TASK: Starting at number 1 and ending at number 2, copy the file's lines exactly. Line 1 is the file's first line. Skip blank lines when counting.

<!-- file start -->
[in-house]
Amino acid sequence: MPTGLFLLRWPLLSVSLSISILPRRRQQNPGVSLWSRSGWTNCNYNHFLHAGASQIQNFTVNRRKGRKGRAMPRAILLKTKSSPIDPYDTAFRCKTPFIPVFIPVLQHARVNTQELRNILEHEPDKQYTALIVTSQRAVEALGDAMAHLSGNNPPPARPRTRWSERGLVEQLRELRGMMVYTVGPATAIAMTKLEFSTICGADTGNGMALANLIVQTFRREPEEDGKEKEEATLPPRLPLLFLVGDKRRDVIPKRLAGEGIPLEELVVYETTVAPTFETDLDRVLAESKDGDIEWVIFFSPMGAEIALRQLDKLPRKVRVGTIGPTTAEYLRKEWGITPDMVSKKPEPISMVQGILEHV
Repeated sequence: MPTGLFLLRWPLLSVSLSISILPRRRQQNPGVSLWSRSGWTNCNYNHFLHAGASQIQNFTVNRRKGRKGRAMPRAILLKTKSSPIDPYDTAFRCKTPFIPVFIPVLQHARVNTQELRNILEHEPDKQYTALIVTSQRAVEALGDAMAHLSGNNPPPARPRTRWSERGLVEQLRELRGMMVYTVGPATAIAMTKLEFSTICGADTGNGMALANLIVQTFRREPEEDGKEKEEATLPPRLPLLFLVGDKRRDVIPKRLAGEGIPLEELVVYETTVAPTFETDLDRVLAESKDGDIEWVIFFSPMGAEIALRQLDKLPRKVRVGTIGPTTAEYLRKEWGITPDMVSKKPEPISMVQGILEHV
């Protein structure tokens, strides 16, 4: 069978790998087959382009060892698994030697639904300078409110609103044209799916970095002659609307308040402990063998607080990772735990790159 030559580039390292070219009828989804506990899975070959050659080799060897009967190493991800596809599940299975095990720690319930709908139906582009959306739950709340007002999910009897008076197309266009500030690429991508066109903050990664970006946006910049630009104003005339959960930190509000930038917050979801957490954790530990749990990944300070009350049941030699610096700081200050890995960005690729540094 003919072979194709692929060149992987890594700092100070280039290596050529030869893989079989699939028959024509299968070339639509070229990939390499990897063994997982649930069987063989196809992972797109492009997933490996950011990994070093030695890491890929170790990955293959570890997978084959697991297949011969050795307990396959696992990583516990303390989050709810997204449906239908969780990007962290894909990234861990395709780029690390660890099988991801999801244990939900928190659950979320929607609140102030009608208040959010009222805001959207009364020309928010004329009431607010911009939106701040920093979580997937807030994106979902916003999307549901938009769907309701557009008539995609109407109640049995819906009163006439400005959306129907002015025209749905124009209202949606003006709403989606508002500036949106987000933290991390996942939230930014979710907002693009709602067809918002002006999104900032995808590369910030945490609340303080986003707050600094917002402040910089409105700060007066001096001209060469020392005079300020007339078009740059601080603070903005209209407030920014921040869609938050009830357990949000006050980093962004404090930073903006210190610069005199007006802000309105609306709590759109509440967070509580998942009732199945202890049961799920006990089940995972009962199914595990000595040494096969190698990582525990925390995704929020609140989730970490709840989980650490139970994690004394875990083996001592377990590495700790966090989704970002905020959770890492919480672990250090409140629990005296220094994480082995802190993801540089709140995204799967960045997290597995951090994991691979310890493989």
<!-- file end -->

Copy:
[in-house]
Amino acid sequence: MPTGLFLLRWPLLSVSLSISILPRRRQQNPGVSLWSRSGWTNCNYNHFLHAGASQIQNFTVNRRKGRKGRAMPRAILLKTKSSPIDPYDTAFRCKTPFIPVFIPVLQHARVNTQELRNILEHEPDKQYTALIVTSQRAVEALGDAMAHLSGNNPPPARPRTRWSERGLVEQLRELRGMMVYTVGPATAIAMTKLEFSTICGADTGNGMALANLIVQTFRREPEEDGKEKEEATLPPRLPLLFLVGDKRRDVIPKRLAGEGIPLEELVVYETTVAPTFETDLDRVLAESKDGDIEWVIFFSPMGAEIALRQLDKLPRKVRVGTIGPTTAEYLRKEWGITPDMVSKKPEPISMVQGILEHV